While going back to the polls is the last thing most Western Australians want to do this weekend, there’s nonetheless something epic about the decision they have to make.
The course of the 44th parliament will fork one way, or the other, based on the votes of a relatively small number of citizens.
It all hinges on whether three or two Liberal senators are elected. If it is three, Prime Minister Abbott will have enough control of the upper house to repeal the carbon tax -- his number one pledge -- and most likely the mining tax without too much drama.
If only two Liberals are elected, then the most likely scenario is that they will join two Labor senators, one Greens and one minor-party or independent senator in the Senate from July 1.
It has to be said that the former scenario is most likely. While the Abbott government’s popularity dropped a massive 10 percentage points in WA in the weeks following the September 2013 election, it has regained most of that loss since then.
It must also be noted, however, that the latter scenario is not at all unlikely. While the Liberals won 2.7 quotas on first preferences last time, that figure is likely to drop simply because voters are no longer voting against the ‘Rudd-Gillard-wars’. They must vote for the Abbott government, knights, dames and all.
If it is two-Liberals/two-Labor/one-
On previous voting patterns, that could end up being a Palmer United Party’s Dio Wang. The PUP candidate won 0.35 per cent of a quota last time.
If PUP wins a seat, Abbott’s repeal of the carbon tax is virtually assured -- Palmer would extract some favours from Abbott in return for his support, but as long as they weren’t too extreme, Abbott could still rely on the support of the other relevant cross-benchers -- the DLP’s John Madigan, Liberal Democrats’ David Leyonhjelm, Australian Motoring Party’s Ricky Muir and Family First’s Bob Day.
But if PUP does not win a seat, then based on previous primary votes the likely contenders for the last spot are the Australian Christian Party, The Sex Party or the Help End Marijuana Prohibition Party (HEMP).
As we saw last time, of course, the co-ordinated preference swapping of independents and minor parties in the 34-horse race could elect a candidate that surprises everyone -- though having been 'gamed' once before, many voters are likely to avoid the unknowns and their even more unknown preference flows.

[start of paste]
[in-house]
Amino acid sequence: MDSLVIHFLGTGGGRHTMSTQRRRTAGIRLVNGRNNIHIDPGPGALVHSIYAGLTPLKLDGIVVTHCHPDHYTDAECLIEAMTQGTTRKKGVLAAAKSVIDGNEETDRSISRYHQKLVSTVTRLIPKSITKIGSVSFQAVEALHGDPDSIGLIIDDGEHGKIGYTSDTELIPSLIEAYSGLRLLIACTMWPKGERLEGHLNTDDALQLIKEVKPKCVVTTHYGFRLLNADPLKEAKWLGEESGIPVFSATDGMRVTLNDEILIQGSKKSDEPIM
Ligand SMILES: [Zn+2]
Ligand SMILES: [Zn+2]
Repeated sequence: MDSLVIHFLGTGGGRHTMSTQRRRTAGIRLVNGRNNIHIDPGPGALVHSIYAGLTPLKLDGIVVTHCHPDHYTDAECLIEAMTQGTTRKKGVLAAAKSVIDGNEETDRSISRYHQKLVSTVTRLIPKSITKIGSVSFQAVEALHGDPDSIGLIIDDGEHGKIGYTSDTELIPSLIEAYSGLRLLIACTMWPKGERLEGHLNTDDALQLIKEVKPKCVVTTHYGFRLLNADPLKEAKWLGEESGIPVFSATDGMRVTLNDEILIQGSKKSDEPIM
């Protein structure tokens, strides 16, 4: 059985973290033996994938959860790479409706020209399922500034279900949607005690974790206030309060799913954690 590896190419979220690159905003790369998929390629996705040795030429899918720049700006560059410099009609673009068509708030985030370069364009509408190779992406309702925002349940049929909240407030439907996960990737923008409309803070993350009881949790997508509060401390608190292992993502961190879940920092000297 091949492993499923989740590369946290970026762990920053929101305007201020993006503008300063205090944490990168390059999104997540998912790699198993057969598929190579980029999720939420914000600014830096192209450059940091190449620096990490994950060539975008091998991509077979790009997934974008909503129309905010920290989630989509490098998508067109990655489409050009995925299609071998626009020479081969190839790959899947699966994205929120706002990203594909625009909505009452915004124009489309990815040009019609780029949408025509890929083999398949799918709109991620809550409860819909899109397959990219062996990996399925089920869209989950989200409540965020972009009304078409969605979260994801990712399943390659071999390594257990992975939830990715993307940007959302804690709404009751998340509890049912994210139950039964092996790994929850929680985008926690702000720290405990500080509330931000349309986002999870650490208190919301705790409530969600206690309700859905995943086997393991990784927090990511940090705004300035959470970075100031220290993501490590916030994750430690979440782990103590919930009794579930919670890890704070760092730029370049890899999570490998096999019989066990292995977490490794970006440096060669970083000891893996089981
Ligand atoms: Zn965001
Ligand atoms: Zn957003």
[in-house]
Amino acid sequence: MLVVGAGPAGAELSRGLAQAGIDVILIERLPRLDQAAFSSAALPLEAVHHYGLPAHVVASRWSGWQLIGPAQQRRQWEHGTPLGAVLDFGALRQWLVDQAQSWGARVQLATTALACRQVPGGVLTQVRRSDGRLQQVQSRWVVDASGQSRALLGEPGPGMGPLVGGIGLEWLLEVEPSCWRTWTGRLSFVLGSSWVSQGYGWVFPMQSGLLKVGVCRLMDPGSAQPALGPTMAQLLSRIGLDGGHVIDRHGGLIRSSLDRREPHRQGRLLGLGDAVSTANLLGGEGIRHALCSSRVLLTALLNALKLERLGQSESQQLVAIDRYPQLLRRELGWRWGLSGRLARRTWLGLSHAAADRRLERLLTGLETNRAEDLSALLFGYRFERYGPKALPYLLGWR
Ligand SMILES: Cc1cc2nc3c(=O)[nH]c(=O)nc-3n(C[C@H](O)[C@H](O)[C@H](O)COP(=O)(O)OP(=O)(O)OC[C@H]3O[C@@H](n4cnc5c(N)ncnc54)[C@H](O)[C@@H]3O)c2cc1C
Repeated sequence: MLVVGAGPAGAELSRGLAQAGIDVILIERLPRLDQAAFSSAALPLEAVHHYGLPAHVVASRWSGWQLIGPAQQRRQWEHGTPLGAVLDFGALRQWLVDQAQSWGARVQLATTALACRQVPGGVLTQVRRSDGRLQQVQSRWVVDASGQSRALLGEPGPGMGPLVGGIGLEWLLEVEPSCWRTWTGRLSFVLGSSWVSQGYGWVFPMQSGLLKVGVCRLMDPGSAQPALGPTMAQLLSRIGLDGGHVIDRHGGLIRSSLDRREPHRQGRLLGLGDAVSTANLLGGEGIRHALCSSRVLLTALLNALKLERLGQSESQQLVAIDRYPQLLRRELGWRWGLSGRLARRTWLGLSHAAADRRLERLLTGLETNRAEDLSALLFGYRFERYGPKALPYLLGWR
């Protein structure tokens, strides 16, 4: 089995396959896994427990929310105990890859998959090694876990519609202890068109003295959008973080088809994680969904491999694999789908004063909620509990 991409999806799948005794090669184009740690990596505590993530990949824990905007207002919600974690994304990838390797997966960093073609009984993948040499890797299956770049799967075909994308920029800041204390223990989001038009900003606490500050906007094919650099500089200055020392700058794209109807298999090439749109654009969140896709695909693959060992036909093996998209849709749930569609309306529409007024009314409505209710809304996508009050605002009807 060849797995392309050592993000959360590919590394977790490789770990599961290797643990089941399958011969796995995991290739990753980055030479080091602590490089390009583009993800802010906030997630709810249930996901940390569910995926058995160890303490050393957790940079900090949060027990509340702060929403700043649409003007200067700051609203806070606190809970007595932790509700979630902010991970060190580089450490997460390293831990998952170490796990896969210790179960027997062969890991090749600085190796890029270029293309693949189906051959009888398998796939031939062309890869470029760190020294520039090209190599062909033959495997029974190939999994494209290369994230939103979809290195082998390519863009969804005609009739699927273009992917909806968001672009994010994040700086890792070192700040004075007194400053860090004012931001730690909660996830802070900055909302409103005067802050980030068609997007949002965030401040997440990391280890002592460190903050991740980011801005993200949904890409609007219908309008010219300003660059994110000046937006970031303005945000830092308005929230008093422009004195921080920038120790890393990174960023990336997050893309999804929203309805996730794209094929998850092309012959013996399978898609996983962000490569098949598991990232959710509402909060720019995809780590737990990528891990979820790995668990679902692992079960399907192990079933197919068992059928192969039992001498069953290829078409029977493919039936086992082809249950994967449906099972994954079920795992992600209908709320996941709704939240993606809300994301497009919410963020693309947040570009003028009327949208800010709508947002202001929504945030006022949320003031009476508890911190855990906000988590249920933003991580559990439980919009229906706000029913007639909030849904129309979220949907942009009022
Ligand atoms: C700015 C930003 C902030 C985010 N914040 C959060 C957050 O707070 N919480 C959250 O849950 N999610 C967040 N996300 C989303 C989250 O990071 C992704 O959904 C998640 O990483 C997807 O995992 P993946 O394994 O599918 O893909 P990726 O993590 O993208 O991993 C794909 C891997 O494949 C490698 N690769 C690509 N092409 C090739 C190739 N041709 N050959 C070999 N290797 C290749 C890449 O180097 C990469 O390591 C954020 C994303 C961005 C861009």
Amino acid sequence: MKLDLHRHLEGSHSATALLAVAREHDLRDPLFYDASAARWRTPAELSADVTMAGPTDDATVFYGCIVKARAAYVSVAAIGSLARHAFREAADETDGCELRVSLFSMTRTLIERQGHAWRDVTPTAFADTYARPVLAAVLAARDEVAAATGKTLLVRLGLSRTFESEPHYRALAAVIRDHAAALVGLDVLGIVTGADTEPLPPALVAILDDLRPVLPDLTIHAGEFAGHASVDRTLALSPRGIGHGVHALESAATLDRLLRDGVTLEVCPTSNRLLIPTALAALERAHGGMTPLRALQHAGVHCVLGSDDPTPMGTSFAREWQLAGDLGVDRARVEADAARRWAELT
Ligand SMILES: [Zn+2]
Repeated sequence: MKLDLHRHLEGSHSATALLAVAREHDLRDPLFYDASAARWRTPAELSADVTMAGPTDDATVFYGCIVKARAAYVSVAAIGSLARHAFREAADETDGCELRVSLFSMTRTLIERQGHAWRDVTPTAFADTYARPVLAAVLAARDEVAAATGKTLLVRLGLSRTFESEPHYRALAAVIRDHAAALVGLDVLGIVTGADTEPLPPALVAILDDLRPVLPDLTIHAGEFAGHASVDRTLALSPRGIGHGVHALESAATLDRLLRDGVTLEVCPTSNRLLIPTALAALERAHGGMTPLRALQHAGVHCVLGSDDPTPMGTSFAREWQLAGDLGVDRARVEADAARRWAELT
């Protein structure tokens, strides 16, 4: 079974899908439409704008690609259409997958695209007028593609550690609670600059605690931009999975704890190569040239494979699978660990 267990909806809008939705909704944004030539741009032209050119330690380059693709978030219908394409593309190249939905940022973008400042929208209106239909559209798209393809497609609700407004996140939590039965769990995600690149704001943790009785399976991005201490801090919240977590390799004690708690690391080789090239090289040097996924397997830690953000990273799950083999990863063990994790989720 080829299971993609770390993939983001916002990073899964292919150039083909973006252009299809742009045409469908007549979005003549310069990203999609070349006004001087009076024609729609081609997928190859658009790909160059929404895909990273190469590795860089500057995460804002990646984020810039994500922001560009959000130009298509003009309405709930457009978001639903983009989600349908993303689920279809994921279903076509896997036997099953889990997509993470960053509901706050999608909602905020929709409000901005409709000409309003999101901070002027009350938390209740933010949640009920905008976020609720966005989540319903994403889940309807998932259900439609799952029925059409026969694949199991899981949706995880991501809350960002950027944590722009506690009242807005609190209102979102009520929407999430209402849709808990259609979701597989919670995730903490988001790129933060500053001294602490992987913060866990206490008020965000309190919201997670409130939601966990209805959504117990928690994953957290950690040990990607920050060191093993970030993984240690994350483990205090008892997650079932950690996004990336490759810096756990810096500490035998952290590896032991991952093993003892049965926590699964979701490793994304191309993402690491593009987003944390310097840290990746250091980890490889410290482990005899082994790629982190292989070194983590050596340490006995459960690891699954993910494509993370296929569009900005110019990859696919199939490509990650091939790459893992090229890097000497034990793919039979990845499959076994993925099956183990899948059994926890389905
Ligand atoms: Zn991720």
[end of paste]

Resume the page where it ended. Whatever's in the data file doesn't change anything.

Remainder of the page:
So understanding this election is a two-step process. First, did the Liberals get three senators elected (or two plus a PUP senator). Second, if they did not, what will the final senator want in return for supporting Abbott’s carbon-tax repeal?
I should point out that in all the above scenarios, I have not counted South Australian Nick Xenophon as a ‘pro repeal’ senator when the WA senators join him in Canberra. This is despite the fact that Xenophon’s recent speeches suggest he has softened his line on blocking the repeal of the controversial legislation.
Last September, Xenophon told this columnist: "I will not support the repeal (of Labor's carbon tax legislation) unless there is a Frontier-Economics-style scheme on the table."
On December 4, however, in the process of successfully opposing the abolition of the Clean Energy Finance Corporation, Xenophon said: “I did not support the former government’s legislation ... but not because I do not believe we need to take action on climate change. For me, the debate on these issues is about finding the most cost-effective way to abate greenhouse gases.
“As such, I will be supporting the government’s move to repeal the carbon tax. However, I believe it is vital that the government release draft legislation or detailed policy as soon as possible, both to demonstrate their commitment to this issue and to provide certainty for business and investors.”
Read those words carefully, and Xenophon’s political wile is all too apparent -- he is leaving open his options to support a hostile senate if Abbott does not put something much more cost-effective than Direct Action on the table.
If Abbott dug in and would not do so, a double dissolution trigger could be created that would be extremely risky for many players -- not least Abbott himself.
The 1974 double-dissolution is a case in point.
The Whitlam government, having being blocked twice on six pieces of legislation, sought the double dissolution, but saw its majority in the lower house significantly reduced. The same would likely happen to Abbott if a double-dissolution were forced late in 2014.
But other weird things happen when all senate seats are up for grabs.
In the 1974 election, five DLP senators sided with the Billy Sneddon-led opposition to block Whitlam’s six pieces of legislation. They hoped to do well out of the full-senate election that followed. Instead, they lost all five senate spots, and did not see another senator elected until John Madigan at the 2010 election.
A double dissolution could, therefore, be dangerous to the Palmer United Party, the DLP, and really all the other cross benchers. The only people who’d possibly welcome it would be the Greens and Labor, and even they could not know for sure whether they’d be punished by disgruntled voters.
... But we’re getting ahead of ourselves. The outcomes of the WA vote are impossible to predict, but will, on balance, send Australian history in one direction or the other.
Later in that old song, Cave sings that he longs “to be done with all this twisting of the truth”.
I’m sure that whatever the final outcome this weekend, that’s a sentiment many WA voters will share.